The Water We're Swimming In

maybe it's nice here after all

ROCK PAPER RADIO is a dispatch for misfits & unlikely optimists by your favorite hapa haole, beet-pickling, public radio nerd. It’s a weekly email newsletter that shares three curiosities every Thursday - something to hold on to, something to read, and something to listen to. Themes include but are not limited to: rebel violinists, immortal jellyfish, revolution. Thanks for subscribing and spreading the word.


Last week 90-year-old Margaret "Maggie" Keenan put on her Christmas penguin sweater and had the UK’s first does of the Covid vaccine injected into her arm while we all (including Rachel Maddow) cried and cheered. Since then, some American healthcare workers have also received the vaccine, and so the countdown has begun for the rest of us waiting for our own inoculation while we convince our sisters who sell essential oils that when it’s available, they should get it too.

The Covid vaccine development was impressively swift—it took just 11 months—but there was one person who knew all along that we could do it. Back in March during the early days of the pandemic, Dr. Anthony Fauci predicted that a vaccine would be ready in “a year to a year-and-a-half,” shocking skeptical experts, and contradicting his boss in the White House.

Dr. Fauci has a history of being a pragmatic but ambitious optimist. In 2005, NPR’s This I Believe featured Dr. Fauci’s 4-minute audio essay, A Goal Of Service To Humankind. In his now-familiar New York cadence, we hear the hope and humility in his life-saving work:

“I believe in striving for excellence. I sweat the big and the small stuff! I do not apologize for this. One of the by-products of being a perfectionist and constantly trying to improve myself are sobering feelings of low-grade anxiety and a nagging sense of inadequacy. But this is not anxiety without a purpose. No, this anxiety keeps me humble. It creates a healthy tension that serves as the catalyst that drives me to fulfill my limited potential.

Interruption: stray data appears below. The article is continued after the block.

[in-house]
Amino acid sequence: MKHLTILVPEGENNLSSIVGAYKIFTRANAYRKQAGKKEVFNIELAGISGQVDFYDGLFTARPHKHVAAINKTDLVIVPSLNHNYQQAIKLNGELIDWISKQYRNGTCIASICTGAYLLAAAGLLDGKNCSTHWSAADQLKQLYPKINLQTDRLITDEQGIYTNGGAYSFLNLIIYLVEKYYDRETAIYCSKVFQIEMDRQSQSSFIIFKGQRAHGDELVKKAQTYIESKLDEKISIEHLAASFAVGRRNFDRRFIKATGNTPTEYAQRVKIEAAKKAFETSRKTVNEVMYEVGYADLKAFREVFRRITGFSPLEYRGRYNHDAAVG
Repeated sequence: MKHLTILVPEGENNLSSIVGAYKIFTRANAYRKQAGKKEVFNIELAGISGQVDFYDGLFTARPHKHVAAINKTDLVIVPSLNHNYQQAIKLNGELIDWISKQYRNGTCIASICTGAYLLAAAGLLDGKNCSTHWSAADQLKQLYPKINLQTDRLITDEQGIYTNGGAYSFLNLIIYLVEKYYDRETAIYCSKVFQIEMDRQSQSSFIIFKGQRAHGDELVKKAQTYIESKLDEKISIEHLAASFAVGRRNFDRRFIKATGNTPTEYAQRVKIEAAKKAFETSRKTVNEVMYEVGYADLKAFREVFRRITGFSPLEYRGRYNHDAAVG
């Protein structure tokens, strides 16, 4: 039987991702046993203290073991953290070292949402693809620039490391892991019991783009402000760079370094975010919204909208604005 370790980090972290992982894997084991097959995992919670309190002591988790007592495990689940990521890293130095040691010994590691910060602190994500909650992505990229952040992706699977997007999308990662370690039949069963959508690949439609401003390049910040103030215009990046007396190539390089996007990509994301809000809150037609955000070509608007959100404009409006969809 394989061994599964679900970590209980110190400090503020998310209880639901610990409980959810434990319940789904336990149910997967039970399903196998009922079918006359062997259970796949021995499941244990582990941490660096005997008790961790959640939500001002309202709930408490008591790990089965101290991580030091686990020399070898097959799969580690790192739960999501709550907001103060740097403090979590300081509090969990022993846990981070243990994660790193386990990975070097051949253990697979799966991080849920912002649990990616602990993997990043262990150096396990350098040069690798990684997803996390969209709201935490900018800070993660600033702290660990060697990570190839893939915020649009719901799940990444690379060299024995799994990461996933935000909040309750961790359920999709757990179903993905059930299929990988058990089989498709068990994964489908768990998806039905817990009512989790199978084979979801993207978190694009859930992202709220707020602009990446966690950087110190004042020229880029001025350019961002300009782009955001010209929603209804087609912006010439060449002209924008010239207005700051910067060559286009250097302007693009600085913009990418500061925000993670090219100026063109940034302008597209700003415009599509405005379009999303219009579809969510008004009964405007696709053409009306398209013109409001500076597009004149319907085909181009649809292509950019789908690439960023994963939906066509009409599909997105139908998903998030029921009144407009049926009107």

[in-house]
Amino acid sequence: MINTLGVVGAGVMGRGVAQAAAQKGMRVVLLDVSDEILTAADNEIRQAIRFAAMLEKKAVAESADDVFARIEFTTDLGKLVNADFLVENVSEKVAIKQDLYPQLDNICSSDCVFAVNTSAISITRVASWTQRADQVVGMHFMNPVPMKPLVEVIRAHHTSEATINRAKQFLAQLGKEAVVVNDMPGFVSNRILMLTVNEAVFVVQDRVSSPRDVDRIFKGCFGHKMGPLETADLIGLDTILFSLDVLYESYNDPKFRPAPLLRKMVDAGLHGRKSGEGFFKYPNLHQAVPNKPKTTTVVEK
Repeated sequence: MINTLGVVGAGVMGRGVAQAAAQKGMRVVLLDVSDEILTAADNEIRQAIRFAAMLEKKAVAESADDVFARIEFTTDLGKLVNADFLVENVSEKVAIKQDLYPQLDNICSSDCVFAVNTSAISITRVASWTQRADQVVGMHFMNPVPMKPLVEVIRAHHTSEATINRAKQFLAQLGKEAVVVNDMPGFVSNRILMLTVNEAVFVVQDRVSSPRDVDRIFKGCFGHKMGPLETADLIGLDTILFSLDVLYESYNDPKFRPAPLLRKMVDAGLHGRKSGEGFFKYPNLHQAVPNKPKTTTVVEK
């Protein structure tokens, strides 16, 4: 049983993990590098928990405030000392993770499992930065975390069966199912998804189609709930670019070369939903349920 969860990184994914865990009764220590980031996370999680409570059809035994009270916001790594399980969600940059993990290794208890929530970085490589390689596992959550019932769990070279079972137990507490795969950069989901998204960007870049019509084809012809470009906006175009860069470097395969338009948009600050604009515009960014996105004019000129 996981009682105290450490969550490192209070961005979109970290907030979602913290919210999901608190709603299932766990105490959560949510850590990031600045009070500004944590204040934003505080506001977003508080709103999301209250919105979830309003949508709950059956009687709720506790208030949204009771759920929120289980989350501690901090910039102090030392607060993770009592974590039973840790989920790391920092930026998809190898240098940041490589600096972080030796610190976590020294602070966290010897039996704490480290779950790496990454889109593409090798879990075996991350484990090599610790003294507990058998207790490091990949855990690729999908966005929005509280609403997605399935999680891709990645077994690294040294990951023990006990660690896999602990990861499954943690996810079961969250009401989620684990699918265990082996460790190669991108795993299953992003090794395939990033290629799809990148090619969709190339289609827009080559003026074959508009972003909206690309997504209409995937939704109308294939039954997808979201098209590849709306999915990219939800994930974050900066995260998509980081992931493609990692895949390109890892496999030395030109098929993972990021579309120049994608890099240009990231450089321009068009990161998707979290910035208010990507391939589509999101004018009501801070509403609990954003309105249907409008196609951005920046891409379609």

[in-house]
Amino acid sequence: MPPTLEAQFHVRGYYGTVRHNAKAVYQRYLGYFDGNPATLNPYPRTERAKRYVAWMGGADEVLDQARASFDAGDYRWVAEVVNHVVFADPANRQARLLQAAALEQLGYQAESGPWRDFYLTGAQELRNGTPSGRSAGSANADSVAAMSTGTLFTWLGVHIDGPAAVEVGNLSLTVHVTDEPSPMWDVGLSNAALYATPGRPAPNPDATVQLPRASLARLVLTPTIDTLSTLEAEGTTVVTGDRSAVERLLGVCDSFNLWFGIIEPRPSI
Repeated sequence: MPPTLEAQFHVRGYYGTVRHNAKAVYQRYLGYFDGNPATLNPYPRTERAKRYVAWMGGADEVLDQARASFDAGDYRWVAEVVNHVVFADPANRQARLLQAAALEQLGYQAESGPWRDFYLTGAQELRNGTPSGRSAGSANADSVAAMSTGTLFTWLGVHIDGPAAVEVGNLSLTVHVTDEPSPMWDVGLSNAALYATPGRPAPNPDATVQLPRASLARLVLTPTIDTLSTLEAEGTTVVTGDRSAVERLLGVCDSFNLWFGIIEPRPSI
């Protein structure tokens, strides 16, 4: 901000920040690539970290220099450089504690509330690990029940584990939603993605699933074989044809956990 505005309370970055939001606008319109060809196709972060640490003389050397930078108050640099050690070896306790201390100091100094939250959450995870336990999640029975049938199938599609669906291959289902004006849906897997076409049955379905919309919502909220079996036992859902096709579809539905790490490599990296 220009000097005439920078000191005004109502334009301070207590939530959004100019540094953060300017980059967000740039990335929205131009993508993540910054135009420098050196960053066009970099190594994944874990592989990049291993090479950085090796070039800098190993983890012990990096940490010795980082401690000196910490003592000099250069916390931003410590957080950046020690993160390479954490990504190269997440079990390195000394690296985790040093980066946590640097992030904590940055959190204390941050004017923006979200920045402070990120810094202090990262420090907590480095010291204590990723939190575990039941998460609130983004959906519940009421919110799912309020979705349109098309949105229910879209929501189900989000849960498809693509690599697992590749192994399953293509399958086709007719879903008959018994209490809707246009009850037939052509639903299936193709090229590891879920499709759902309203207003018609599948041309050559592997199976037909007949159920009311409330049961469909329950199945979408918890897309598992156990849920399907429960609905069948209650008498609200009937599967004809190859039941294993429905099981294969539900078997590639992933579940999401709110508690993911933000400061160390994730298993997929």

This has made me a better physician and scientist. Without this tension, I wouldn’t be as focused.”

Listening to this was a moving and reassuring reminder that although the world has been especially chaotic this year, there are good people out there who are, and who always have been, working to keep us safe and make it great here.


I love this essay by Lulu Miller for The Paris Review: The Eleventh Word.

It’s about the terror of bedtimes and pandemics and uprisings, happening all at once. It’s also about the pressure and joy of finding the right words for things we don’t understand. After 2020 spent the whole year reminding us that there’s still so much we don’t understand, this feels exactly right.

And fish. It’s about fish too.

And on top of all of this, Miller’s essay offers readers such a charming glimpse into her life with her wife without being an essay about life as a woman with a wife. We need more of that. Gayness in the background. Surprising stories and beautiful writing in the foreground. Enjoy and spread the word.


NO PRESSURE — but some artists are making some excellent art out of their pandemic anxiety and there’s an online museum where you can see all that creativity and social distancing at work.

From Adi Renaldi for Vice: This Online Museum Curates Quarantine Art From Around the World.

If you’re making cool things with your existential dread, we’d love to see it. Tag @RockPaperRadio on Instagram so we can like and share. As for me, I made a “rustic” wreath with the plants outside our house and then it fell off the door so now it’s flat on one side. I don’t think that counts.



That’s it for issue 21. Thanks for listening, reading, and holding on, misfit fam. I see all your social media shout outs for our little newsletter. Thank you, thank you, thank you.

The sun now sets in the middle of the day, so don’t forget to blast yourself with your S.A.D. lamp and take some bites out of your gingerbread house when you need to. It’s almost the new year. We’ve got this.

See you in a couple of Thursdays, friends. ROCK PAPER RADIO will be taking next Thursday off to take a breath for the holidays.


PS. If you missed it last week, there’s still time to find the perfect gift for all of your curious friends. Here’s ROCK PAPER RADIO’s 2020 Gift Guide For Misfits.

You can find ROCK PAPER RADIO on Instagram and Twitter @RockPaperRadio. You can help spread the word about our community of misfits and unlikely optimists by sharing this issue on the social medias with a comment that says SUBSCRIBE TO THIS NEWSLETTER AND NEVER FEEL WEIRD AGAIN. Or something like that.